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A Tech Entrepreneur’s Startup Guide With An Italian Investor Visa

Italy is an excellent destination for tech entrepreneurs looking to establish an overseas venture. Besides tapping the local market, you can explore the EU markets to build a global startup. Additionally, the regulatory and tax rules are friendly for international businesses. You can enjoy an easy lifestyle here as the country has the best of everything, from climate to locales, food, culture, and facilities. Most importantly, immigration is a breeze because you can rely on the investor visa to land in Italy without hassles. You can visit www.mbersanilaw.com to understand the process, paperwork, and formalities. Here is a short guide that explains the ins and outs of the Italian investor visa.

Sort out the financials

As an entrepreneur, you may face money constraints, so it is better to sort the financials in the first place. Since an investor visa is like buying residency, you must have enough funds to afford it. Luckily, you have multiple options with the Italian investor visa. In fact, you can get in with thousands instead of millions. The minimum requirement is €250,000, and you have to invest the amount in an innovative startup in the country. You have other options if you can spend more, such as €500,000 in an Italian company, €1 million as a donation to a welfare initiative, and €2 million worth of government bonds. Consider these options, and choose the one you can manage comfortably before going ahead.

Get ahead of the paperwork

Paperwork is the mainstay of the Italian investor visa process because it can make or break your chances. You do not have to bring the money at this stage, but you require bank statements to validate the funds. Ensure you have the bank statements and ID proof documents to proceed with the nulla osta (no-impediment certificate) step. Once you submit the documents and the online application, you can expect the certificate within 30 days. After obtaining the nulla osta, you can apply for the investor visa at your local Italian consulate. The process is a breeze if you have your paperwork at hand.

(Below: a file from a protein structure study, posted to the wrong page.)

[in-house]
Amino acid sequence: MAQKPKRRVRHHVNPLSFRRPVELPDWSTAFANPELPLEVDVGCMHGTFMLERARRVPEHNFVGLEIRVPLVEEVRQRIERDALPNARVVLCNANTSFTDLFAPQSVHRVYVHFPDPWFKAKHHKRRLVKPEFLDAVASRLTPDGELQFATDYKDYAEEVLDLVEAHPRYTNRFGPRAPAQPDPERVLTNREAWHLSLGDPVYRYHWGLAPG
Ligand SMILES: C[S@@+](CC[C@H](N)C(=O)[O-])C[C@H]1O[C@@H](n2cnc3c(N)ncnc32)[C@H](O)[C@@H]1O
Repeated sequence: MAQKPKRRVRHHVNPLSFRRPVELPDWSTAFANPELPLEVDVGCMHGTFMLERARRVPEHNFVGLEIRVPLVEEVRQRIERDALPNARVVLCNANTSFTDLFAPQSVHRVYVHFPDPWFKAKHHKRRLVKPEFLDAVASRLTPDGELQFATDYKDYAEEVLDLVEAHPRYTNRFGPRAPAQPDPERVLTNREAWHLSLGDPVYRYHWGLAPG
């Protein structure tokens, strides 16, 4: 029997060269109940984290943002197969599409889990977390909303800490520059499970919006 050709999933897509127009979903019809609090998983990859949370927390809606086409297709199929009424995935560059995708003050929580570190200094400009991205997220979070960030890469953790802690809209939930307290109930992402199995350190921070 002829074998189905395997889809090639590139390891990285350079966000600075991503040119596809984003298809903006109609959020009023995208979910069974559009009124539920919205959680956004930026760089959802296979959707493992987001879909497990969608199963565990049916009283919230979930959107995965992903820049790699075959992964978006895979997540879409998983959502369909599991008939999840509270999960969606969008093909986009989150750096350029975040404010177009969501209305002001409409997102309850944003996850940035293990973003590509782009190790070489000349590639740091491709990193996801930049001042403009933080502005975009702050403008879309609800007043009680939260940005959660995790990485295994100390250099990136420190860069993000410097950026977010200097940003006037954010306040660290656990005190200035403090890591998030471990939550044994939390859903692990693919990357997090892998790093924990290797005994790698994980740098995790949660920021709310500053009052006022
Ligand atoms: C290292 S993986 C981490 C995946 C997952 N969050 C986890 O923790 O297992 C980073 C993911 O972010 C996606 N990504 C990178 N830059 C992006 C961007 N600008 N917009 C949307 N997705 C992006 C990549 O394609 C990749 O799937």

Close the formalities after landing

Getting your investor visa is only half the work. You can start your tech venture only after closing the formalities for the residence status after landing in Italy. You have to apply for a residence status at the local Questura (Police Headquarters). Following this, you need to bring the committed investment within three months. Not doing so entails the risk of losing your residence status. Once you sort out the formalities, you can establish your startup in Italy. You can even extend your outreach to international markets by traveling visa-free across the EU. The best part is that you have the opportunity to stay back for good with a second passport. Completing a decade in the country automatically qualifies you for citizenship by naturalization.

The best advice for tech entrepreneurs is to collaborate with an investor visa specialist to simplify the process. Look for someone who can help you with the citizenship formalities in the long run. Having an expert showing the way cuts the hassle and enables you to focus on your business plan instead of worrying about the immigration process.

Author Bio

Olivia Smith is an experienced legal writer. She heads the content writing department at Submitcore. She updates her legal knowledge on laws and regulations from around the world. Oliva uses easy-to-understand language in her write-ups to make people understand the mandatory rules in different countries.

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